Not as well-known are three other firms backed by Energy Department dollars -- ranging from $500,000 to $118.5 million -- that also suffered financial downturns. As with Solyndra, each corporate entity rewarded executives prior to its bankruptcy filing.
One example: Ener1, whose subsidiary EnerDel won the $118.5 million Energy Department grant in 2009 to help expand its manufacturing plant. The company also received supportive write-ups on the DOE website.
Vice President Biden's January 2011 visit to the company's Greenfield, Indiana, plant was part of the government's "White House to Main Street Tour."
"This Administration is forging a new path forward by making sure America doesn't just lead in the 21st Century, but dominates in the 21st Century," Biden said after a tour with Ener1 CEO Gassenheimer. "We're not just creating new jobs -- but sparking whole new industries that will ensure our competitiveness for decades to come -- industries like electric vehicle manufacturing."
A White House report listed the EnerDel project as No. 67 among the "100 Recovery Projects that are Changing America."
In March 2011, Gassenheimer was awarded a $450,000 bonus, SEC records show. Two other Ener1 executives pocketed bonuses of $225,000 and $50,000 for a total payout of $725,000.
In January 2012, one year after Biden's visit, Ener1 filed for bankruptcy, citing $73.9 million in assets and $90.5 million in debts.
Energy officials noted that while the bonuses were paid to executives from Ener1, the government grant went to a subsidiary called EnerDel, which was not part of the bankruptcy case. But the two are closely related -- bankruptcy records show EnerDel now provides all of the employees for the parent company. And the distinction is new for the Energy Department -- a press release touting Biden's visit referred to the parent company Ener1 as the recipient of administration support, not EnerDel.
Gassenheimer, reached for an interview, said he could not comment. He is no longer with Ener1.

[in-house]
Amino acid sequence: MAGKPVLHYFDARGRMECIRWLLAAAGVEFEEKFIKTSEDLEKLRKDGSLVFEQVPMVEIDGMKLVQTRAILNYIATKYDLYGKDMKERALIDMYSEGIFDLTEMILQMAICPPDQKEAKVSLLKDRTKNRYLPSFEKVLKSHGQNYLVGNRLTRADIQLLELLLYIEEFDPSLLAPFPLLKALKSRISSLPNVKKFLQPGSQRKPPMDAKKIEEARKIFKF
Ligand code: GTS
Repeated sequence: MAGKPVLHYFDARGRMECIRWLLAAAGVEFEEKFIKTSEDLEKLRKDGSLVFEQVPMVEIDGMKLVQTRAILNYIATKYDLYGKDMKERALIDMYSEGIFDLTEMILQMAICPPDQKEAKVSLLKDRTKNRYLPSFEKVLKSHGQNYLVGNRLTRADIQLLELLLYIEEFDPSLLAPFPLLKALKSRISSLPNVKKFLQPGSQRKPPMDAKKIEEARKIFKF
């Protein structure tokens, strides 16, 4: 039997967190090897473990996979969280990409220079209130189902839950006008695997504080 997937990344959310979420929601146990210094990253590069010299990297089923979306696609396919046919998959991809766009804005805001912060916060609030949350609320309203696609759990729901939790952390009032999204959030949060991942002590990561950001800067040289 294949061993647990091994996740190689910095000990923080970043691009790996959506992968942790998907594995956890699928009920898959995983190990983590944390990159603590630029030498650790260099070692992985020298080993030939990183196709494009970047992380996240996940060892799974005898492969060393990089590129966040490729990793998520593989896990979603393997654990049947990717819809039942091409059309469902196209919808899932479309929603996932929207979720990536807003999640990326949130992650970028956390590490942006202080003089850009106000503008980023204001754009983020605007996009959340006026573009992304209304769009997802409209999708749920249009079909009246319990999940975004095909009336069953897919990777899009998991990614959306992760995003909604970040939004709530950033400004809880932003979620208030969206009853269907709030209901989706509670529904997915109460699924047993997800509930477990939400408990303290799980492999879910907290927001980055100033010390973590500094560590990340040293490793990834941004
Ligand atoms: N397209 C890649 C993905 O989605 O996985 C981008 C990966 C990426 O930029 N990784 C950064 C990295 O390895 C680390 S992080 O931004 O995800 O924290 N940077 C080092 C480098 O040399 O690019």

A company spokesman said the bonuses were paid through Ener1, the corporate holding company, not EnerDel. DOE said the subsidiary's project is on schedule, and an Ener1 spokesman said the battery company aims to get back on its feet through reorganization.
Beacon Power's bonuses were specifically linked to executives' progress in landing the company's $43 million Energy Department loan guarantee in 2009.
Securing the loan was among the measures used to establish how much executives would pocket in bonuses, company SEC filings show. "The DOE loan application was approved by the credit review board, making us the first public company and the second of 16 applicants to receive the commitment," the document notes.
President and Chief Executive Officer F. William Capp received a $133,256 cash bonus in March 2010. Two other company officials pocketed combined bonuses that month of $126,029.
In an interview, Capp said the company's pay structure was reasonable and that executives took pay cuts in a bid to help Beacon Power survive.
"The record is clear on that. The executives have not enriched themselves," Capp said. "We all agreed to take a 20 percent reduction in pay just to make the funds last longer in order to keep the team together. There's hardly been self-enrichment."
Last week regulators approved Beacon Power's sale to an equity firm that should help it repay $25 million of the $39 million Beacon had drawn down from the loan. The company, under new ownership, plans to continue operating the 20-megawatt flywheel energy storage plant in Stephentown, New York, a project the department said would "ensure the reliable delivery of renewable energy to the electricity grid." It hopes to build a second plant in Pennsylvania.
Capp blamed the bankruptcy on a variety of factors, including government fears about restructuring loans after Solyndra filed for bankruptcy. His firm, he said, got swept up in "Hurricane Solyndra."